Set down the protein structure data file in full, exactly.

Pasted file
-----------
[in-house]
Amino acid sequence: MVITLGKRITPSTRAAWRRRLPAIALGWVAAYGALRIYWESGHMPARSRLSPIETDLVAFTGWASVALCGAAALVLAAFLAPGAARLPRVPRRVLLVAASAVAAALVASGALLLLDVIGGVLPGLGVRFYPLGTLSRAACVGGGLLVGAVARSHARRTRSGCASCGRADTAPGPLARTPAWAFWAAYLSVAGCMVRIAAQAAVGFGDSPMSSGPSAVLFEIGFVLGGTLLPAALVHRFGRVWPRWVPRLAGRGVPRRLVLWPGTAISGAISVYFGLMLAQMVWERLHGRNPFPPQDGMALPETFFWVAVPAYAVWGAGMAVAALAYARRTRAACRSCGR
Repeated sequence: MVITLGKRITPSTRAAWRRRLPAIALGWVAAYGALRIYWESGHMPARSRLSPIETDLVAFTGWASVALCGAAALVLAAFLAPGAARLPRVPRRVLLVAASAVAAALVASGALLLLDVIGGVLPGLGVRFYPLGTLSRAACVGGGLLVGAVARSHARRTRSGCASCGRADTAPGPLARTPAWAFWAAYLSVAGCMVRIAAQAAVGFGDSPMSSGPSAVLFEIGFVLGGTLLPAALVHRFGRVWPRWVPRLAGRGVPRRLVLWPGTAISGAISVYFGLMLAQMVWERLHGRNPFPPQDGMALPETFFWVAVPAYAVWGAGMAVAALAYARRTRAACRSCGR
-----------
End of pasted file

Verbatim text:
[in-house]
Amino acid sequence: MVITLGKRITPSTRAAWRRRLPAIALGWVAAYGALRIYWESGHMPARSRLSPIETDLVAFTGWASVALCGAAALVLAAFLAPGAARLPRVPRRVLLVAASAVAAALVASGALLLLDVIGGVLPGLGVRFYPLGTLSRAACVGGGLLVGAVARSHARRTRSGCASCGRADTAPGPLARTPAWAFWAAYLSVAGCMVRIAAQAAVGFGDSPMSSGPSAVLFEIGFVLGGTLLPAALVHRFGRVWPRWVPRLAGRGVPRRLVLWPGTAISGAISVYFGLMLAQMVWERLHGRNPFPPQDGMALPETFFWVAVPAYAVWGAGMAVAALAYARRTRAACRSCGR
Repeated sequence: MVITLGKRITPSTRAAWRRRLPAIALGWVAAYGALRIYWESGHMPARSRLSPIETDLVAFTGWASVALCGAAALVLAAFLAPGAARLPRVPRRVLLVAASAVAAALVASGALLLLDVIGGVLPGLGVRFYPLGTLSRAACVGGGLLVGAVARSHARRTRSGCASCGRADTAPGPLARTPAWAFWAAYLSVAGCMVRIAAQAAVGFGDSPMSSGPSAVLFEIGFVLGGTLLPAALVHRFGRVWPRWVPRLAGRGVPRRLVLWPGTAISGAISVYFGLMLAQMVWERLHGRNPFPPQDGMALPETFFWVAVPAYAVWGAGMAVAALAYARRTRAACRSCGR